Down in the arty depths of Birmingham’s Custard Factory, in the PlayStations Beta Rooms event, I spent a great deal of time getting to grips with the PlayStation’s new motion controller – Move. There were three games at the show supporting the Move Controller; Kung-Fu Rider, The Fight and Sports Champions.
Kung-Fu Rider, for those unfamiliar is a game where a Japanese salaryman sits on a chair and then rides downhill, avoiding cones, people, cars and FBI agents that all look like Agent 47. It’s a novel idea, but I’m not entirely convinced Move control was necessary or appropriate. Ironically the game almost felt like it would have worked better with sixaxis control instead as there is no correlation between what you’re controlling on screen and the Move controller. Hopefully this will be a PSN offering as there doesn’t look they could get enough content to justify a full retail release.
The Fight, which everyone should be familiar with, is a one on one fighting game (you vs AI) where each move controller you hold represents an arm. I’m trying to think of something nice to say about it, but there really wasn’t anything. The game had delayed input, didn’t seem to mimic movements properly and couldn’t really mange to copy your moves if you performed them with any speed. Aside from not being able to perform convincing jabs, the feedback on screen for any punch was non-existent. It’s a nice idea, but the execution here was poor.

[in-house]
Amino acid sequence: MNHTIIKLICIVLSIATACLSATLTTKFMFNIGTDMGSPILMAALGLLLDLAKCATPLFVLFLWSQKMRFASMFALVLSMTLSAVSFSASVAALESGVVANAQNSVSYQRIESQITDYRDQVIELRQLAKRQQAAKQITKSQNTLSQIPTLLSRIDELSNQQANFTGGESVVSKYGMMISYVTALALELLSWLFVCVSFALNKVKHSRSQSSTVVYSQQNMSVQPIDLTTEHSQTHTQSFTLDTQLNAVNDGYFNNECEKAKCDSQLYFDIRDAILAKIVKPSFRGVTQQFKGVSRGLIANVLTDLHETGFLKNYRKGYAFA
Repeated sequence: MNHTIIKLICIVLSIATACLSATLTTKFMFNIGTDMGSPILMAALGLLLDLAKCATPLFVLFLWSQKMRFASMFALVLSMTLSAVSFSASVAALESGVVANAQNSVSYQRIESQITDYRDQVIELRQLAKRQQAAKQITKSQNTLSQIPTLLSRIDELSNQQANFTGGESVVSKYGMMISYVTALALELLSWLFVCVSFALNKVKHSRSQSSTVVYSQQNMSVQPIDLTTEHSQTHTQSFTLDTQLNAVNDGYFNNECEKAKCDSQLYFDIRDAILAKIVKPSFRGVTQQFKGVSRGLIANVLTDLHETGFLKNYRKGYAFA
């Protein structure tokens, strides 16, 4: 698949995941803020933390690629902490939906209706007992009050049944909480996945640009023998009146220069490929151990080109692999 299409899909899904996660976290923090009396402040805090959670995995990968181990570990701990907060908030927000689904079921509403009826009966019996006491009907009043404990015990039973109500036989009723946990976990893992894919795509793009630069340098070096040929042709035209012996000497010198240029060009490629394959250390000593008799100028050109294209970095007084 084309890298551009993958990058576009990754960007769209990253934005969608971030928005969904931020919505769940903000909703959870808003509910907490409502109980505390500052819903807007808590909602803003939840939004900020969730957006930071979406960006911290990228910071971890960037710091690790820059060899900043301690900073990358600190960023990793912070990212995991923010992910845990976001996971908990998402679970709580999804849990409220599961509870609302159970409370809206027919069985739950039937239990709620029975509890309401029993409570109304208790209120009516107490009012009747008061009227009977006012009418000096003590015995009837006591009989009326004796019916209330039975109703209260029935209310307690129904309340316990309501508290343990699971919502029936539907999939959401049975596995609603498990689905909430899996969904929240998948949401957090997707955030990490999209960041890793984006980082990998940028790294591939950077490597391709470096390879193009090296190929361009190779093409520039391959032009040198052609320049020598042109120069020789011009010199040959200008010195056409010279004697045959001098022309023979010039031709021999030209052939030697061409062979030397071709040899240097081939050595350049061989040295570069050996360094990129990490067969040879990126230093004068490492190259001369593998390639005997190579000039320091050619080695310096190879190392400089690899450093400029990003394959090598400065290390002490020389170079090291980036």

And onto Sports Champions. Sony’s equivalent to Wii Sports was the best Move title there. While the graphics and presentation were all really good, the real winning aspect was just how well it used the Move. Just like Sony said so long ago, the Move is a 1:1 controller. Playing the table tennis game (many times) you can see the paddle on the screen, mimic your every twitch and turn. It gauges power correctly, angle, speed and everything. It even comes with three difficulty settings which tidy up your actions on the easier settings and allow you to keep it in play even if you hit it a little too strong. But the Gold or Hard setting was really where the action was at, and it really mattered how well you could play. It reminded me of what my expectations had been for the Wii MotionPlus and where that had failed, Move succeeds.
It would have been nice to have seen something like Sorcery with the Move controller too, but Sports Champions really was enough to convince me that the Move is a device that I want. The support in hardcore games like Socom and Killzone 3 make the deal that much sweeter.
Heavy Rain Move edition was also there, but it’s hardly worth mentioning as all it does is replace the analog functions with Move functions. It may be nice for people who didn’t play Heavy Rain, but really, it just seems like a waste of time. Tomorrow I’ll cover the other few bits and bobs that are left.